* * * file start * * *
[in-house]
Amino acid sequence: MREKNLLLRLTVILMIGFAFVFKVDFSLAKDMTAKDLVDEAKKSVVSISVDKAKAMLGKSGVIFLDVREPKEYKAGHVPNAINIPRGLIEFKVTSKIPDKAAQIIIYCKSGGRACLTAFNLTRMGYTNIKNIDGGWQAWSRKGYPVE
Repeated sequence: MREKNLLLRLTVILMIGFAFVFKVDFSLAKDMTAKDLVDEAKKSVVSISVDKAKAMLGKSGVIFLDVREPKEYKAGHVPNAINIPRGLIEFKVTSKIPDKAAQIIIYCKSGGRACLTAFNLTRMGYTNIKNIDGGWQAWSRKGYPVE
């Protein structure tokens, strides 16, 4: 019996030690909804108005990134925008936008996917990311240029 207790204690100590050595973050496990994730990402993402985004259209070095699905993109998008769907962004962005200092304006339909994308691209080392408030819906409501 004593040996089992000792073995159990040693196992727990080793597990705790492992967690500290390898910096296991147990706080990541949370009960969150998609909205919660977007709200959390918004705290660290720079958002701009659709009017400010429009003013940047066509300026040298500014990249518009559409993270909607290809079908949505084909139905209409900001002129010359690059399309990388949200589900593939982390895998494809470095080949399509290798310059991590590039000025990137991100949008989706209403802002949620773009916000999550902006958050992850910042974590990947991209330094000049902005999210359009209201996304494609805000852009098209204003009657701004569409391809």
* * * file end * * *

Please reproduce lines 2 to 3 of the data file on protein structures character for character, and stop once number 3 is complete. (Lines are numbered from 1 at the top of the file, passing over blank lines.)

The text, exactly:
Amino acid sequence: MREKNLLLRLTVILMIGFAFVFKVDFSLAKDMTAKDLVDEAKKSVVSISVDKAKAMLGKSGVIFLDVREPKEYKAGHVPNAINIPRGLIEFKVTSKIPDKAAQIIIYCKSGGRACLTAFNLTRMGYTNIKNIDGGWQAWSRKGYPVE
Repeated sequence: MREKNLLLRLTVILMIGFAFVFKVDFSLAKDMTAKDLVDEAKKSVVSISVDKAKAMLGKSGVIFLDVREPKEYKAGHVPNAINIPRGLIEFKVTSKIPDKAAQIIIYCKSGGRACLTAFNLTRMGYTNIKNIDGGWQAWSRKGYPVE